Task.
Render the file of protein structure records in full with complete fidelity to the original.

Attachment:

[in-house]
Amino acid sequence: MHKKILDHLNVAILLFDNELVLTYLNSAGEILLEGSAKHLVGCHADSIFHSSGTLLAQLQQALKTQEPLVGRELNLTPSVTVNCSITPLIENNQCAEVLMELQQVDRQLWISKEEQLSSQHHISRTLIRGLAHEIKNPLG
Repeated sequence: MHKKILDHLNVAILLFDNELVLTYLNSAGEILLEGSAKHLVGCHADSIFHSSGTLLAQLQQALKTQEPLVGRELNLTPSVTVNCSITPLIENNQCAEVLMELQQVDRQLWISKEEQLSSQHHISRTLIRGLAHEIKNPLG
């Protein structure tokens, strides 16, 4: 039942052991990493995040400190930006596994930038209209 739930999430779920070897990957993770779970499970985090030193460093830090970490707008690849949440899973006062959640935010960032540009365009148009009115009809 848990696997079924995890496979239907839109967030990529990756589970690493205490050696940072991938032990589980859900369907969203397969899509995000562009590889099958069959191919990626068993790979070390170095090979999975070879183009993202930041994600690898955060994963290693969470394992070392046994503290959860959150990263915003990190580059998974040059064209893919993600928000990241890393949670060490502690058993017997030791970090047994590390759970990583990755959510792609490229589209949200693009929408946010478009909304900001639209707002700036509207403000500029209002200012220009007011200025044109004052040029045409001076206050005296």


[in-house]
Amino acid sequence: MHKKILDHLNVAILLFDNELVLTYLNSAGEILLEGSAKHLVGCHADSIFHSSGTLLAQLQQALKTQEPLVGRELNLTPSVTVNCSITPLIENNQCAEVLMELQQVDRQLWISKEEQLSSQHHISRTLIRGLAHEIKNPLG
Repeated sequence: MHKKILDHLNVAILLFDNELVLTYLNSAGEILLEGSAKHLVGCHADSIFHSSGTLLAQLQQALKTQEPLVGRELNLTPSVTVNCSITPLIENNQCAEVLMELQQVDRQLWISKEEQLSSQHHISRTLIRGLAHEIKNPLG
């Protein structure tokens, strides 16, 4: 039942052991990493995040400190930006596994930038209209 739930999430779920070897990957993770779970499970985090030193460093830090970490707008690849949440899973006062959640935010960032540009365009148009009115009809 848990696997079924995890496979239907839109967030990529990756589970690493205490050696940072991938032990589980859900369907969203397969899509995000562009590889099958069959191919990626068993790979070390170095090979999975070879183009993202930041994600690898955060994963290693969470394992070392046994503290959860959150990263915003990190580059998974040059064209893919993600928000990241890393949670060490502690058993017997030791970090047994590390759970990583990755959510792609490229589209949200693009929408946010478009909304900001639209707002700036509207403000500029209002200012220009007011200025044109004052040029045409001076206050005296």